Section 1322 of the Affordable Care Act established the CO-OP program to provide loans to foster the creation of new consumer-governed nonprofit health insurance issuers (referred to as CO-OPs) that will operate with a strong consumer focus. The statute divides the loans into two types: loans for start-up costs to be repaid in 5 years (“Start-up Loans”) and loans to enable CO-OPs to meet State insurance solvency and reserve requirements to be repaid in 15 years (“Solvency Loans”). Section 1322(b)(2)(A) of the Affordable Care Act directs CMS to ensure that there is sufficient funding to establish at least one CO-OP in each State and to give priority to organizations capable of offering CO-OP qualified health plans on a Statewide basis. To further ensure the presence of CO-OPs in the Exchanges, section 1301(a)(2) of the statute deems CO-OP qualified health plans offered by a qualified nonprofit health insurance issuer eligible to participate in the Exchanges.

The CO-OP program also seeks to promote improved models of care. Existing health insurance cooperatives and other business cooperatives provide possible models for the successful development of CO-OPs around the country. One major barrier to continued development of this model has been the difficulty of obtaining adequate capitalization for start-up costs and State reserve requirements. The CO-OP program is designed to help overcome this major barrier to new issuer formation by providing funding for these critical activities.

Pursuant to section 1322(b)(4) of the Affordable Care Act, the Comptroller General announced the appointment of a 15 member CO-OP Program Advisory Board to make recommendations to CMS on awarding loans on June 23, 2010. Section 1322(b)(2)(A) directs the Secretary to consider the recommendations of the Advisory Board when awarding loans under the CO-OP program. After taking comments in three day-long public hearings from January through March, 2011 and written comments, the Advisory Board approved its final recommendations and report on April 15, 2011. The Advisory Board's final report is available at:http://cciio.hhs.gov/resources/files/coop_faca_finalreport_04152011.pdf. The Advisory Board generally advised the Department to develop flexible criteria that recognize the diversity of market conditions around the country to enable the development of various CO-OP models and allow different types of sponsorship. It also strongly encouraged the Department to provide technical assistance at all stages of the process in order to enhance the viability of individual CO-OPs and the success of the program.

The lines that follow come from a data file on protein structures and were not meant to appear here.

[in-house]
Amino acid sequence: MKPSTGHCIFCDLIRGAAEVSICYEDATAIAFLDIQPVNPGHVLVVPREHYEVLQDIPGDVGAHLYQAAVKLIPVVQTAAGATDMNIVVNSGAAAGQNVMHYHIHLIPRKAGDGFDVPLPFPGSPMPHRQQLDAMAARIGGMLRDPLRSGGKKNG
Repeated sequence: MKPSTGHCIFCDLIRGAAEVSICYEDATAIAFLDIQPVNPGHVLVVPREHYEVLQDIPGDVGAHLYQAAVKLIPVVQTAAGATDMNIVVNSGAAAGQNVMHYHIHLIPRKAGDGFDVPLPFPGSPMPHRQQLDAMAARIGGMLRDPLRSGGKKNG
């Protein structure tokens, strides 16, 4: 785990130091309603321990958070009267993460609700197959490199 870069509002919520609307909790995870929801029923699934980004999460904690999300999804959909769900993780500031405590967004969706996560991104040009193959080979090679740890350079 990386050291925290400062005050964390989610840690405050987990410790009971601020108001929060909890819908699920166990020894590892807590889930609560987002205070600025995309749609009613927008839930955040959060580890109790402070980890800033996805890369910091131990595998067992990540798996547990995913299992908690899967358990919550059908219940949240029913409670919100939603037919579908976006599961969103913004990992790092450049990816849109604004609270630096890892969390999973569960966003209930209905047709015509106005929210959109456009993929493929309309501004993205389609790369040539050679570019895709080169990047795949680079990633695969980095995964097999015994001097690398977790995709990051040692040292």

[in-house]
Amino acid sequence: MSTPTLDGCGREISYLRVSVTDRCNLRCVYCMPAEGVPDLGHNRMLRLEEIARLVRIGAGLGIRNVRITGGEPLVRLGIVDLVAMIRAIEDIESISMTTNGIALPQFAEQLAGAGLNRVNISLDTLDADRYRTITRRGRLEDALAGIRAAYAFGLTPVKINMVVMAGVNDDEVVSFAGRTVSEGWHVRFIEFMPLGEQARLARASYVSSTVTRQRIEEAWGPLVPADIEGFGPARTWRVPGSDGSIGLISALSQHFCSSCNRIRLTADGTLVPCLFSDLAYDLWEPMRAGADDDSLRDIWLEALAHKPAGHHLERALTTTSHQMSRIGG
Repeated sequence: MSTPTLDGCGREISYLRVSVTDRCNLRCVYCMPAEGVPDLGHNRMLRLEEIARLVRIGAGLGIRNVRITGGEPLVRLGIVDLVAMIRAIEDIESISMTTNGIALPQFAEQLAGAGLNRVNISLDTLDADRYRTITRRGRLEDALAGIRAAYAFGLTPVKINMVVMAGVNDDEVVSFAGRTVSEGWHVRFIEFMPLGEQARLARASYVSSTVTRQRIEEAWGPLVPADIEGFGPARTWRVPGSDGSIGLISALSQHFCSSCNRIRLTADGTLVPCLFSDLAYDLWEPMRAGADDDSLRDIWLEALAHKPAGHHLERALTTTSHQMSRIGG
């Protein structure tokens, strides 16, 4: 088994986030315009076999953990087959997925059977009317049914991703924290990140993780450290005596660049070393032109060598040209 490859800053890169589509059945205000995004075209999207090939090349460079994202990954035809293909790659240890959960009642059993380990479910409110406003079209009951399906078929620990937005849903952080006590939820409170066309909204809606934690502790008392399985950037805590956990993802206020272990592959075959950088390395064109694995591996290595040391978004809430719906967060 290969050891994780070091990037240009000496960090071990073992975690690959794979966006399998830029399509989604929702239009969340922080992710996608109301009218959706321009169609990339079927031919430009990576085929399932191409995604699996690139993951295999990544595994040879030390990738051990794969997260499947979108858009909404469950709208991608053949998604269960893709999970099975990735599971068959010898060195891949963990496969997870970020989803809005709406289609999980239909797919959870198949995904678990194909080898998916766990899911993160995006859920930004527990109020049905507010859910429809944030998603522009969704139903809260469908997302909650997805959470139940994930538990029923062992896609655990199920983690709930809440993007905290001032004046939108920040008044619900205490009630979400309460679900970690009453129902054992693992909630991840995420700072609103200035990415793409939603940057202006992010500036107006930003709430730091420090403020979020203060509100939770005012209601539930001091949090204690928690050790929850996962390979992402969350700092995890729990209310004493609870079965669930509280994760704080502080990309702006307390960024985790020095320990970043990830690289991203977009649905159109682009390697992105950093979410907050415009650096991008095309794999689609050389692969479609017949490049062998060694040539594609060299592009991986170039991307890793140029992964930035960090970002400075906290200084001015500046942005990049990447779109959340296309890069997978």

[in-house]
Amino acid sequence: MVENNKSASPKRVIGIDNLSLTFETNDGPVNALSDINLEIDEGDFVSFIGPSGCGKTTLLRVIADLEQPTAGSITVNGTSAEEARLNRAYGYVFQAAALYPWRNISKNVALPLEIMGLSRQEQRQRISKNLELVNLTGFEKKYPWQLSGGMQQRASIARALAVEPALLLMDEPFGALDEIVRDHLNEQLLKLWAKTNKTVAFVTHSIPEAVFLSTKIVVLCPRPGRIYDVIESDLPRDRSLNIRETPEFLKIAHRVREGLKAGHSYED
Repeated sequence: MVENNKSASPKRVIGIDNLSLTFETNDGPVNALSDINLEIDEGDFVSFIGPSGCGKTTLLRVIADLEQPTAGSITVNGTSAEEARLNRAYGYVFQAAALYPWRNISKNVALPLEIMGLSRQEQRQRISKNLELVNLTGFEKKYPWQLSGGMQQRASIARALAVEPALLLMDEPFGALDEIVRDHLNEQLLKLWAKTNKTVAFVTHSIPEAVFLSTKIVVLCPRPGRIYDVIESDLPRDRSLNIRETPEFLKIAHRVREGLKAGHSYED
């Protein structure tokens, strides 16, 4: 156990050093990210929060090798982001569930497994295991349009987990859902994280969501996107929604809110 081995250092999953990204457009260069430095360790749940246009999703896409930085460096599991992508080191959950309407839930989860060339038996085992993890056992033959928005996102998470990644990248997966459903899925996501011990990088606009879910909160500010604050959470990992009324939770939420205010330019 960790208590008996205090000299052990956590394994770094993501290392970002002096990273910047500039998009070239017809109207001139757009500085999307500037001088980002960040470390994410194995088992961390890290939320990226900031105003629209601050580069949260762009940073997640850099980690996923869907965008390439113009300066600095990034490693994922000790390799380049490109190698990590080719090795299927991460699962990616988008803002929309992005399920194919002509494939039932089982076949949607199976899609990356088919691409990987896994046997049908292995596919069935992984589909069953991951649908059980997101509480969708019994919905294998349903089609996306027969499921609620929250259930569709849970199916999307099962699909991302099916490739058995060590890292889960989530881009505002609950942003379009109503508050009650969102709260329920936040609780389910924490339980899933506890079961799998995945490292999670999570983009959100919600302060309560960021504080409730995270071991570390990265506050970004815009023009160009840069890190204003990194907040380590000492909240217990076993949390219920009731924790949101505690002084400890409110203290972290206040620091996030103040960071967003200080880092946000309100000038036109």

The Advisory Board developed four major principles for awarding loans. CMS concurs with those principles:

(1) Consumer operation, control, and focus must be the salient features of the CO-OP and must be sustained over time;

(2) Solvency and the financial stability of coverage should be maintained and promoted;

(3) CO-OPs should encourage care coordination, quality and efficiency to the extent feasible in local provider and health plan markets; and

(4) Initial loans should be rolled out as expeditiously as possible so that CO-OPs can compete in the Exchanges in the critical first open enrollment period.

CMS also concurs with the Advisory Board in recognizing that potential CO-OPs will initially present different capabilities and levels of development. This proposed rule incorporates the principles endorsed by the Advisory Board by allowing diversity among CO-OPs and maintaining the vision outlined in the Advisory Board Final Report. The CO-OP program will offer an entry point to eligible organizations that seek to provide more consumer-focused coverage and create additional competition for insurance that will make high-quality care more affordable. By creating more health plan choices, CO-OPs can benefit all consumers.

D. Request for Comment

On February 2, 2011, CMS published a Request for Comment (RFC) in the Federal Register(76 FR 5774) seeking public comment on the rules that will govern the CO-OP program. The comment period closed on March 4, 2011. CMS has considered and incorporated the comments received in developing specific regulatory proposals.